Question: What do these two current events have in common?
Answer: These dubious developments, and myriad others in municipalities and on college campuses nationwide, are due in large part to the proliferation of administrators that overtook American higher ed beginning in the mid-1980s, which has become a veritable flood in the past five years. It's anybody’s guess how much damage this flood will do — to our educational institutions and the cities and towns that host them — before the bureaucratic tide can be pushed back, if push-back is even possible.
The Children’s Hospital expansion is perhaps the easiest to wrap one’s head around. The world-renowned pediatric facility associated with Harvard Medical School — all of the physicians associated with the hospital, for example, also hold faculty positions — announced in 2010 that it planned to expand. Then in 2014 it announced specific plans for an 11-floor building that would house private patient rooms and a neonatal intensive care unit.
There was push-back from two quarters. The Massachusetts Health Policy Commission, an independent watchdog agency, and others were concerned that the facility would increase the cost of caring for ill children in Massachusetts because Children’s, the most expensive pediatric hospital in the state, would shut out competition from other local pediatric hospitals like Tufts Medical Center and Massachusetts General Hospital.
Children’s response was to downplay those fears by assenting to cost-control measures set by the state — to which the hospital will hold itself accountable.
There was an even more profound objection by a group of present and former patients and their families, who since 1956 have in trying and all-too-often tragic circumstances found solace underneath the shady dawn redwood trees and beside the fountains of the famed Prouty Garden, which the development plan has slated for demolition. The garden was given by author and poet Olive Higgins Prouty in honor of her two daughters, Anne and Olivia, both of whom died young.
Supporters, organized as Friends of the Prouty Garden, fought in court and in the media. Dr. T. Berry Brazelton, a giant of pediatric medicine who has worked at the hospital since 1948, joined a long list of Children’s physicians in calling on hospital administrators to spare the space.
“Some children’s ashes have been scattered in that garden,’’ Brazelton told Boston Globe columnist Thomas Farragher, also among those who have taken up the cause of the Prouty in a series of Globe columns that refused to allow the issue to fade away. “I think it should be treated as a sacred place. Kids beg to get out there. Kids are isolated in the hospital for a long time, and they just want to touch something out in the air that’s natural.’’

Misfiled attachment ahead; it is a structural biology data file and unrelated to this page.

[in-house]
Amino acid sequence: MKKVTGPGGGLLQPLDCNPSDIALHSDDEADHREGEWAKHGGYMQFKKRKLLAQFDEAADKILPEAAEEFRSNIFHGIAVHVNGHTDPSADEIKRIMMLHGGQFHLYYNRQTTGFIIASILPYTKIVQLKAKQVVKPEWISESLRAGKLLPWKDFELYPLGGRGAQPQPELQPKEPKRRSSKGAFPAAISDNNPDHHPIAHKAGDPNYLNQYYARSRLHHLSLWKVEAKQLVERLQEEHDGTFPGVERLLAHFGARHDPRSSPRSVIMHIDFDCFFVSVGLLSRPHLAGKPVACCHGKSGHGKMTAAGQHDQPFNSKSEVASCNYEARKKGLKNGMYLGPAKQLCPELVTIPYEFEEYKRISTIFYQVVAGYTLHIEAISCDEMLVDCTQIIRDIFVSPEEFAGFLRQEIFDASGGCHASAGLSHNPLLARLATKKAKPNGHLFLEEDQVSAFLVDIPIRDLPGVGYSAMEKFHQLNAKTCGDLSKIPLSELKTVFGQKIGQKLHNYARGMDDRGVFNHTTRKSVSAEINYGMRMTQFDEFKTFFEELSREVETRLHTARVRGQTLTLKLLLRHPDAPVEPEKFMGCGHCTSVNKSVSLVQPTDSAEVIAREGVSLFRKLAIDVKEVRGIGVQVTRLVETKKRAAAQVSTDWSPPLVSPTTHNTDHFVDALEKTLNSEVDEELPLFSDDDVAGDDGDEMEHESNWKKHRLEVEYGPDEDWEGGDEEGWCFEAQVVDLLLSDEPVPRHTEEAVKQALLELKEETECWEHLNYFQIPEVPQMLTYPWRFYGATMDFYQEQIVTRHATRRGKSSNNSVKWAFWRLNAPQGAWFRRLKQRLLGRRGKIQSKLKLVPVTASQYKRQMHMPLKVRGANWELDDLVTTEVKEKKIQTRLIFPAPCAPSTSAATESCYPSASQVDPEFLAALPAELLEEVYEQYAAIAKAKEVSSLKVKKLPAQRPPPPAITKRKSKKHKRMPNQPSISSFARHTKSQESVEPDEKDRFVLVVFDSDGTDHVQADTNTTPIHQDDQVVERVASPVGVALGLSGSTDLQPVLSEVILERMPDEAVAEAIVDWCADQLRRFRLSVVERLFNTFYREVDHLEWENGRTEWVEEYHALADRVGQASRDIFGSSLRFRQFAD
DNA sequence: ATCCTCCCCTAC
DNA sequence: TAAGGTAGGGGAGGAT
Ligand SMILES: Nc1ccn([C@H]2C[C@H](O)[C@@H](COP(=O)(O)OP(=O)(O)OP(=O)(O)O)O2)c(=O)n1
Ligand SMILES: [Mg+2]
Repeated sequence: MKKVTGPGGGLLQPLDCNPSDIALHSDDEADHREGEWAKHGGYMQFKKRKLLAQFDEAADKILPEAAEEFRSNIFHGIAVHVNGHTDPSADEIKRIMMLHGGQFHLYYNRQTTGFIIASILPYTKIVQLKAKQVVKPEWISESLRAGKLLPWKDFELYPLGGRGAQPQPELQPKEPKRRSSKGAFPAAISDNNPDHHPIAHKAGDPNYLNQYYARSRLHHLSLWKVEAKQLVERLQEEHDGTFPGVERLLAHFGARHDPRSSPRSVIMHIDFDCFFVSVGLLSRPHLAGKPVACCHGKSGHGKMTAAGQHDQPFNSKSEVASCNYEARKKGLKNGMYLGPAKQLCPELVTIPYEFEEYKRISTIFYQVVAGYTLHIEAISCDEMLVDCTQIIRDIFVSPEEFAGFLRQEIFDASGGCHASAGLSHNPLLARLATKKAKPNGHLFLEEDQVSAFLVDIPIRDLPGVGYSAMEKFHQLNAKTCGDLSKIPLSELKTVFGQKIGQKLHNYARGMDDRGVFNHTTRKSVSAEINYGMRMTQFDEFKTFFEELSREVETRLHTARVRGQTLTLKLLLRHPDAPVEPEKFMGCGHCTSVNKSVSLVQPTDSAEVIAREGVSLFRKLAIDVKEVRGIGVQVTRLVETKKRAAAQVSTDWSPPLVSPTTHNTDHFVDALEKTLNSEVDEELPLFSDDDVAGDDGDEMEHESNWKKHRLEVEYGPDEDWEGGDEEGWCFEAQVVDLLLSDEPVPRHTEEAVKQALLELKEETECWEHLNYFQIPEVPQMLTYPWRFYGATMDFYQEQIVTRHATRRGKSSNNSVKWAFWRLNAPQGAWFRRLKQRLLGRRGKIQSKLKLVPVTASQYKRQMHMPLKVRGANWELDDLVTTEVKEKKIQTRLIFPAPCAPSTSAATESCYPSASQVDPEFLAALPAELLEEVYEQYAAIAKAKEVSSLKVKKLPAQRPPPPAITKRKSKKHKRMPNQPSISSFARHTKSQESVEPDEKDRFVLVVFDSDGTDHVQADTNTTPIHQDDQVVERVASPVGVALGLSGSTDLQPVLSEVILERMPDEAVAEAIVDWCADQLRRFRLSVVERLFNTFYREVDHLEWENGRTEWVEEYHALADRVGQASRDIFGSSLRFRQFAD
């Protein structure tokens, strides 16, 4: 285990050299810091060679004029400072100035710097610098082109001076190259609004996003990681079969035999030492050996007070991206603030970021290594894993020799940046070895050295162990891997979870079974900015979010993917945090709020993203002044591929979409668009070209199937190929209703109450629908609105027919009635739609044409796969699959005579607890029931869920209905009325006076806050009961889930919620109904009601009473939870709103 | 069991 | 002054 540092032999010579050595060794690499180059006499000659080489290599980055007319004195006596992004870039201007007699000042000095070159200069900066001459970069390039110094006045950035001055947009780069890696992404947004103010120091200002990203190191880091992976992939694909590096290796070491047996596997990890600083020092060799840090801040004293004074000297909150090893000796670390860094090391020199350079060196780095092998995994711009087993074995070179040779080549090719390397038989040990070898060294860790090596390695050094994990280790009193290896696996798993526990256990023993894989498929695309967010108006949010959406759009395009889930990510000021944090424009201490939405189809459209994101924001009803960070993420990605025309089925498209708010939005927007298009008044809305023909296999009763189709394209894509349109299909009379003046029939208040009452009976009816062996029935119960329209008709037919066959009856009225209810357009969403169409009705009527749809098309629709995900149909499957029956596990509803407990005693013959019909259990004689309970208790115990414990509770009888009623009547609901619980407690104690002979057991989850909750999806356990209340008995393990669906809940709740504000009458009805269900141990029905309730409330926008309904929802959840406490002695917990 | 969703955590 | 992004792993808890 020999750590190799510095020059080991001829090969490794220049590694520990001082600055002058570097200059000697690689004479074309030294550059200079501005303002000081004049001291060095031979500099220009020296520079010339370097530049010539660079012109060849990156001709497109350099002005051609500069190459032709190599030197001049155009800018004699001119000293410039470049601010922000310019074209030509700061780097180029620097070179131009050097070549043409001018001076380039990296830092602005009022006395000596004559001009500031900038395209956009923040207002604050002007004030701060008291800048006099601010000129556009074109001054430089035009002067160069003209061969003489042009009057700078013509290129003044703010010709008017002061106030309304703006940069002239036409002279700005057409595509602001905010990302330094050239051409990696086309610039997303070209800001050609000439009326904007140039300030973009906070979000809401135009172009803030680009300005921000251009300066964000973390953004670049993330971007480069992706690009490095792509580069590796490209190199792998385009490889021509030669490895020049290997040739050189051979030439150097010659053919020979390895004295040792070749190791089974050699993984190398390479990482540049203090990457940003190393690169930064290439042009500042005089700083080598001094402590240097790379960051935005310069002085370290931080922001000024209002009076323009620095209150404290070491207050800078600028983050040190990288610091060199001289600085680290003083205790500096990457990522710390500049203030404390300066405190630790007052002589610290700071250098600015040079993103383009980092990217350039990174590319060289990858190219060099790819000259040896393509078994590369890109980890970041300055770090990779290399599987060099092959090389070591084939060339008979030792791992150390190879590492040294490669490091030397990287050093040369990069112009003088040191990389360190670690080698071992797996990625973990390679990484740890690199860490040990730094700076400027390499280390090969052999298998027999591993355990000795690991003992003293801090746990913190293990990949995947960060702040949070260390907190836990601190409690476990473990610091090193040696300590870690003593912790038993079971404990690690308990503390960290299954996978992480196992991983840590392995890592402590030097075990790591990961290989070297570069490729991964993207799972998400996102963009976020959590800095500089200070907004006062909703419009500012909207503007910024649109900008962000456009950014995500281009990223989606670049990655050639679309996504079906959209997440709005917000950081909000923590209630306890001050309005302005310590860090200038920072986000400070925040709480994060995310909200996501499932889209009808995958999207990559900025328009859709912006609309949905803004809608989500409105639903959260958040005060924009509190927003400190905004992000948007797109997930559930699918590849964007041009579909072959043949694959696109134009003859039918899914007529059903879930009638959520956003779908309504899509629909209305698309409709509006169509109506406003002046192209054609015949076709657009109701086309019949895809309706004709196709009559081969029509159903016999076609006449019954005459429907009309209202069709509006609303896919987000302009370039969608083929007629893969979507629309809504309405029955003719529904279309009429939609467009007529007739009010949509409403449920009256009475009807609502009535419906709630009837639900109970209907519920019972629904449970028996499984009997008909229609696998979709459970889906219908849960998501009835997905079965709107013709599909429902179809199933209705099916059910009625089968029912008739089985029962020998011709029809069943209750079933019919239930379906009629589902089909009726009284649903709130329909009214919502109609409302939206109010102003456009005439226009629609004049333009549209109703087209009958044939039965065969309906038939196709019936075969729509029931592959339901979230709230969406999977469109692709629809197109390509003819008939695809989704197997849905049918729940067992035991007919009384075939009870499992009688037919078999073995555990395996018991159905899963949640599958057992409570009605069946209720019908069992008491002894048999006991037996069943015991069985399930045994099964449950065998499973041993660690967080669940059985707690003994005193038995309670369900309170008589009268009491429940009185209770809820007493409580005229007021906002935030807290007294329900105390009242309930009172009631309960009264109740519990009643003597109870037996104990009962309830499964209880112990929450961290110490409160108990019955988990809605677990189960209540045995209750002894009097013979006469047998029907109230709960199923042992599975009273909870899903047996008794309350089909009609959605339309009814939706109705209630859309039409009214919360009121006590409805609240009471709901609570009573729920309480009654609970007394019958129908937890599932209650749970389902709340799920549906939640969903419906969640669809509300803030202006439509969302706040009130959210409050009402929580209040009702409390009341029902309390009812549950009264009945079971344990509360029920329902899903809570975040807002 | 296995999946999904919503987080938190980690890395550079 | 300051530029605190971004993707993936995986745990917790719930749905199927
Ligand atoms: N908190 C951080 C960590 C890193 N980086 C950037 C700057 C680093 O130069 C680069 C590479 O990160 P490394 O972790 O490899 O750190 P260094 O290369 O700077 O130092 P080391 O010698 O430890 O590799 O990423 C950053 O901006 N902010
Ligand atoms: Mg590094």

As Farragher pointed out in a recent column, a plaque outside the garden promises it will exist as long as the hospital serves patients and families. That is no longer to be the case.
Likewise, Harvard' bureaucracy is leading the charge to remake Harvard Square into a space more amenable to tourists who spend money on Harvard-insignia hats and students who are constantly demanding not more labs and libraries but more “social space.” This summer, Harvard began redeveloping the old Holyoke Center, now re-named the Smith Center in honor of a large contribution for “naming rights," with prominent student social space. The plans include a two-story façade that will replace the moderately priced Au Bon Pain and the adjacent Forbes Plaza, where faculty, students, and locals often mingled over food and games of chess.
New York-based real estate investment group Equity One recently purchased the block on the corner of Brattle and JFK Streets, quickening the pace of “mall-ification” already begun by Harvard Real Estate Office bureaucrats. Equity One plans to gut most of the building, replace the iconic Curious George toy store with an elevator lobby, and add a glass roof-top pavilion, completely changing the traditional New England character of the previously brick-and-wood Square. The there's the threatened shuttering of Out-of-Town News, which has occupied its iconic kiosk in the Square since 1984.
Many sectors of our society suffer from the proliferation of bureaucracies. They're expensive to support, whether they're in public or private institutions. But within the academy, they've caused a vast shift where bureaucrats have assumed ever-greater control at the expense of professors. As a result, academic control has vastly declined.
As administrators increasingly take control at these institutions, the quality of life at our teaching hospitals, our colleges and universities, and our public spaces will continue to suffer.
Harvey Silverglate, a criminal defense and civil liberties lawyer and writer, is WGBH News’ regular “Freedom Watch” columnist. Nathan McGuire is his research assistant.